Dr. Jamie Cox, DMSc, PA-C, started her career in medicine as a candy striper in high school, “I loved taking care of the patients, so I knew that medicine was my future.” She became a medic in the U.S. Army, worked as an EMT, and eventually decided on PA school. “I couldn’t make the decision to practice in just one specific area of medicine for the rest of my life,” she says. “I love the flexibility of the PA profession. My key areas of practice have been family medicine, cardiology, and emergency medicine.”
Dr. Cox currently practices in Elkins, WV in emergency medicine. “I also practiced in family medicine here for six years, which was more like internal medicine due to the resources available in our rural community.”
In Elkins, WV, she became interested in the long term effects of opioid addiction. Her paper, “The long term effects of prenatal opioid exposure in children and adolescents,” was recently accepted for publication by JAAPA. She says, “My research really focused on more of the long term fallout from addiction. Addiction is like cancer in that it not only affects the patient, but also families, and even generations.” Her paper deals with prenatal opioid exposure and what happens to affected children after the age of 5. “We have a lot of data on how the new addiction medications affect babies – that growth parameters and other developmental factors even out to ‘normal’ between ages 3 and 5.”
Dr. Cox notes that in the United States, few studies have been completed that track children after 5, although some research in Europe has indicated that affected children display IQ deficits of 7 to 10 points after age 5. “There are many opportunities to make interventions that are helpful to prevent the cycle of addiction. That is what my research focuses on.” Dr. Cox seeks to bring more awareness of the issue to PAs working in family practice and pediatrics.
Along with her emergency medicine practice, Dr. Cox serves in the U.S. Army National Guard as the Executive Medical Officer of her medical detachment and as Clinical Training Officer. “I am currently working on development of a new training program for the WV National Guard, targeted to our medics, and Advanced Practice Professionals, and physicians, to allow us to utilize the simulation labs with the WV Critical Care and Trauma Institute (WVU CCTI).” Part of her responsibility includes keeping WV practitioners up to speed with active duty training — while working within the time restriction of one weekend per month. “The WVU CCTI has worked with other groups, and with special forces medics, and my goal is that we have that opportunity as well.”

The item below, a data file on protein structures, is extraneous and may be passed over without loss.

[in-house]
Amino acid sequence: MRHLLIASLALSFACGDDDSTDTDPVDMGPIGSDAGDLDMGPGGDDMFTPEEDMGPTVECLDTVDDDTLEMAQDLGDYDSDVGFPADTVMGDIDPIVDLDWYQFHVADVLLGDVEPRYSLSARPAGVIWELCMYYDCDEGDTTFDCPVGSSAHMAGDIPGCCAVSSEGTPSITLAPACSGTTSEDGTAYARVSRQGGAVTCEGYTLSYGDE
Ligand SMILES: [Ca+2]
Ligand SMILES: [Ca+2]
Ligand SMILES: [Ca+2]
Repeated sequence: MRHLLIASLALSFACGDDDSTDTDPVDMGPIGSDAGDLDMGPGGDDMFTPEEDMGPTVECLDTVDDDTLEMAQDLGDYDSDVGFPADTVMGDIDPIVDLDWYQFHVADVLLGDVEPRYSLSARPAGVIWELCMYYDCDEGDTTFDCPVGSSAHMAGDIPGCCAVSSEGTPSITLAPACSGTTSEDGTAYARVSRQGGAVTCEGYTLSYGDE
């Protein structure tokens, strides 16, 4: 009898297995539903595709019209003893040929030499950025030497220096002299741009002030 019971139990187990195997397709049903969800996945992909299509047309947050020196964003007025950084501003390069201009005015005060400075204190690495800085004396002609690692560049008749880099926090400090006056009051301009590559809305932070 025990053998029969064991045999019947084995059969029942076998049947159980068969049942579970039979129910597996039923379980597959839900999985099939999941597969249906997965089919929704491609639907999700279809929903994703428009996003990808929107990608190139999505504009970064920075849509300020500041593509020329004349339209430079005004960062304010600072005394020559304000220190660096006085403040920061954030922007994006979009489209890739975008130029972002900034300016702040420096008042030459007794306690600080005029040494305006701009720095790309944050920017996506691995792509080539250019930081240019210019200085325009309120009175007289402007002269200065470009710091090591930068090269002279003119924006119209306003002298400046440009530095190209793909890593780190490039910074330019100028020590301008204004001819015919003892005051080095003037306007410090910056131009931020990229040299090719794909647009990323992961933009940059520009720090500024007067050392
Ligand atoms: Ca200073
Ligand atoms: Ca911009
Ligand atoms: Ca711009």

Dr. Cox cites how her supportive family, as well as the guidance from DMSc faculty, made it possible to successfully navigate two jobs while completing the DMSc. “I think it is extremely important for PAs to obtain terminal degrees to remain relevant in our careers.”
Dr. Cox is currently taking coursework towards her PA Education certificate at Lynchburg and expresses an interest in becoming involved in PA education in the future. “I feel that PAs are the best providers to teach the new PAs coming into the profession.” She has also become involved in her state PA representation, and is now a delegate for the WVAPA to the House of Delegates for the AAPA. “I believe as PAs, we have a responsibility to advocate for the profession, and ultimately for the increased access to care that will result.”